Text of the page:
LRT construction will force buses off of Washington Ave., into Dinkytown

Summer light rail construction will redirect 15 bus routes.

Jennifer Bissell

Once students leave campus for summer vacation, Dinkytown usually seems empty. But after May 14, the roads will feel anything but.
As Central Corridor light-rail construction shuts down Washington Avenue at the end of the semester, all cars and buses will be rerouted.
Cars will fill the campus artery for the last time as mid-May brings the permanent detour onto East River Road.
Buses, however, will be allowed back onto Washington once construction is complete, which will take at least a year.
All of the rerouting will go to University Avenue and Fourth Street Southeast. Routes 16 and 50 will enter Dinkytown from East River Road, and suburban express buses will enter from the 10th Avenue Bridge.
While some commuters may find the detour an inconvenience, some Dinkytown businesses see a silver lining. An increase in bus traffic means an increase in foot traffic too.
âÄúHopefully people will get off the buses in Dinkytown and see what we have to offer,âÄù House of Hanson Grocery Store owner Laurel Bauer said. âÄúI donâÄôt know what else I could imagine that would be an improvement than bringing people here.âÄù
During daily rush hours specifically, 150 buses on 15 different routes will be in the area, according to a Student  Neighborhood Liaison.
However, since light-rail construction started earlier in St. Paul, few businesses have felt the boost Dinkytown is anticipating.
Businesses along University Avenue in St. Paul, where construction started earlier, have struggled. With no traffic on Washington Avenue, Stadium Village businesses fear theyâÄôll be forgotten too.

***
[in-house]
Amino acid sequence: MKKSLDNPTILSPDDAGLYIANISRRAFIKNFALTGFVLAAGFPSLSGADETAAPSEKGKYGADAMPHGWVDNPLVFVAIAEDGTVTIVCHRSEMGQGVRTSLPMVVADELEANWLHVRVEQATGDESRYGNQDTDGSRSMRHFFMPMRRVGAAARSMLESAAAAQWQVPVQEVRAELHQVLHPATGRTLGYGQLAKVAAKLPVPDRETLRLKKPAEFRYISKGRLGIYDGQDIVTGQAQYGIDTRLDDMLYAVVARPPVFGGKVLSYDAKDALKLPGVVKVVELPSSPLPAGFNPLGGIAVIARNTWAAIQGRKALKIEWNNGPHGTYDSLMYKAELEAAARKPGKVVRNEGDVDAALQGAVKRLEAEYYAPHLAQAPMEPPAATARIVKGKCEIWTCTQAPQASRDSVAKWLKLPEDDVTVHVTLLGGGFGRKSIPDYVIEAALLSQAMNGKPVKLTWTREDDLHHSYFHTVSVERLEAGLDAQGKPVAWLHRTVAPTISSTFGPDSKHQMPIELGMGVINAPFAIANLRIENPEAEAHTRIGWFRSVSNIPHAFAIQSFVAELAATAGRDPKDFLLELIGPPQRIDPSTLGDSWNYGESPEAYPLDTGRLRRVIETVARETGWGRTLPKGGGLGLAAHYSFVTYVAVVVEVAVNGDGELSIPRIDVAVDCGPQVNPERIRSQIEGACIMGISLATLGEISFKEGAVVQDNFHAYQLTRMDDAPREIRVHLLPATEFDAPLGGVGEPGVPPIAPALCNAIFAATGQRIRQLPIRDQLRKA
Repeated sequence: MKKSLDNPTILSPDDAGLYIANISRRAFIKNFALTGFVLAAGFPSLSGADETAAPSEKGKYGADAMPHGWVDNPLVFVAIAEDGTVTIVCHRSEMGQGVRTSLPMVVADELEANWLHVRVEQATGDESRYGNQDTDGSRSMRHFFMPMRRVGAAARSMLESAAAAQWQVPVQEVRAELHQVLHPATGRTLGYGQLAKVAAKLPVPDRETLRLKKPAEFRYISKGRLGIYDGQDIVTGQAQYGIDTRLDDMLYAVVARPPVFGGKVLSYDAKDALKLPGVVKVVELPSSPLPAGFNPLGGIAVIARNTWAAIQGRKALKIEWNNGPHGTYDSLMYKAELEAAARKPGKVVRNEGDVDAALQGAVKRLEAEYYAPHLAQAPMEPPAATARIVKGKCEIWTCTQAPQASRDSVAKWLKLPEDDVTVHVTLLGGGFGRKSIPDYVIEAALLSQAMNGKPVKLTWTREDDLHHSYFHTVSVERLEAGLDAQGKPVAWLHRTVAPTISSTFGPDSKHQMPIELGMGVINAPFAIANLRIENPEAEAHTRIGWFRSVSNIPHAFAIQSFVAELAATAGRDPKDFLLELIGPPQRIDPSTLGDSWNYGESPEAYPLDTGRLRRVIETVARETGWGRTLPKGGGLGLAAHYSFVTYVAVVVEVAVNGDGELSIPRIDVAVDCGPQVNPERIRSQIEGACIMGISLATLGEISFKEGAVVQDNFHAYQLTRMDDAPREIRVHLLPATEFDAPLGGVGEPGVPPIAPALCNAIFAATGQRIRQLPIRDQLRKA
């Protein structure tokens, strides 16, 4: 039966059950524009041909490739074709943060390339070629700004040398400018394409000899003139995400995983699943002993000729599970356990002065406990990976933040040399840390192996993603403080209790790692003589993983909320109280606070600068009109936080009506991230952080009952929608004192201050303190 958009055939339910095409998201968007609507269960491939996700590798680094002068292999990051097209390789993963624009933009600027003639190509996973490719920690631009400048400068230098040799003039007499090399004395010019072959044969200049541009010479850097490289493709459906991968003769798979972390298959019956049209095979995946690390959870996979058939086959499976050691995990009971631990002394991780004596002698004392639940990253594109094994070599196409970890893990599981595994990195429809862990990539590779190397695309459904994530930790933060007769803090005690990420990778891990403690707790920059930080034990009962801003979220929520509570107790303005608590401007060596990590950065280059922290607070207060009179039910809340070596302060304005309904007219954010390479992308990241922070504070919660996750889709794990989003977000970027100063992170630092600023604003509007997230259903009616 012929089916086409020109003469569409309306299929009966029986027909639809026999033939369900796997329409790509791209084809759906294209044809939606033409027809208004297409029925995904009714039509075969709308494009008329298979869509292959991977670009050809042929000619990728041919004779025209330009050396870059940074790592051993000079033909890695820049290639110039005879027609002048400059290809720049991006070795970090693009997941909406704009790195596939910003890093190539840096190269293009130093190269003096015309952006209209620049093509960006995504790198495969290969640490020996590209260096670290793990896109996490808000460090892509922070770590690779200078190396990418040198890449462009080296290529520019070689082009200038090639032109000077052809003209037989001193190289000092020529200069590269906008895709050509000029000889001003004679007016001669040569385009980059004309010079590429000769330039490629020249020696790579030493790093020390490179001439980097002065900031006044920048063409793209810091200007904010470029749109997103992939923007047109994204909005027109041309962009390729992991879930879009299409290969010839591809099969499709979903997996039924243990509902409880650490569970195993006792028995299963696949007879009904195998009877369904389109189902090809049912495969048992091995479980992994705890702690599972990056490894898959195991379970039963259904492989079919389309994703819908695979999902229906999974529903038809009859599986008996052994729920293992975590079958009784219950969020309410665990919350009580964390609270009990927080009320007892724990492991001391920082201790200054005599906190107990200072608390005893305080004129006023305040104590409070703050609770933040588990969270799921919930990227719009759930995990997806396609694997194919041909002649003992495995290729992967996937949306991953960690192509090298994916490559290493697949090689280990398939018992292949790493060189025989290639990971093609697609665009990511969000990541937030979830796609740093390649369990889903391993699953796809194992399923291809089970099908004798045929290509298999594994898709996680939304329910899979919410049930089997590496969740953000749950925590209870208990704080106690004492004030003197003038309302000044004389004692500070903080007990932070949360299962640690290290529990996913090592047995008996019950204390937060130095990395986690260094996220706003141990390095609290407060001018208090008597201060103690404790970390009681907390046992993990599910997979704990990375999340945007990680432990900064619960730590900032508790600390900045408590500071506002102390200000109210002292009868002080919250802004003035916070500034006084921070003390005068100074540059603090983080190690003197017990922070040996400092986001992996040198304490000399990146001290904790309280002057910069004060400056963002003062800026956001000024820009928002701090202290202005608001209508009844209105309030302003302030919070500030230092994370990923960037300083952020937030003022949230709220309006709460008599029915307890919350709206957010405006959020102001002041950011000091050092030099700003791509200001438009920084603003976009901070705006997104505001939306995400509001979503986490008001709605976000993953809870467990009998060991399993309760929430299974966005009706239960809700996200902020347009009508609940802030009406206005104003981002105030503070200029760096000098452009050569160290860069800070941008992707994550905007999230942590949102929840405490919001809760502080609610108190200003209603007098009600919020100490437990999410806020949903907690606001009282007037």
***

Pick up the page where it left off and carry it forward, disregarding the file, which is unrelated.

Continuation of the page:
âÄúEveryone is open for business,âÄù Dairy Queen owner Chris Ferguson said. âÄúThe quicker we can work through the construction, the quicker we can get to the end of it.âÄù
While Dinkytown and Stadium Village businesses may be fighting over the commuters, most agree that safety is the biggest concern.
Stadium Village businesses have previously expressed concern over ensuring pedestrian walkways have barriers and proper lighting near the construction zones.
With the increase in traffic, Dinkytown businesses are concerned for the safety of pedestrians and bikers, considering at least six people have been hit by cars around campus since October.
âÄúIt always makes me nervous when it gets busier,âÄù Dinkytown Business Association President Skott Johnson said. âÄúWe just have to be careful with all of the traffic and people here, [reflecting on] what can we do better or improve so we donâÄôt have these accidents.âÄù
Andrew Freerks, a student liaison for the Marcy Holmes neighborhood and who has researched the rerouting, said his major concern is the pedestrian crossing at University Avenue and Fourth Street, especially near 12th Avenue where the bridge circulator bus stops.
Freerks said heâÄôd like to see pedestrian crosswalk signage installed to direct cars to stop when pedestrians are present.
Graduate student Nicole Waxmonsky, who teaches traffic biking with the Bicycle Alliance of Minnesota, said when traveling near buses, bicyclists should avoid passing buses on the right, stay out of blind spots and ride where a carâÄôs right tires would be if there is no bike line.
âÄúYou have to bike defensively,âÄù Waxmonsky said. âÄúWe have to behave like a motorized vehicle. ItâÄôs more safe that way.âÄù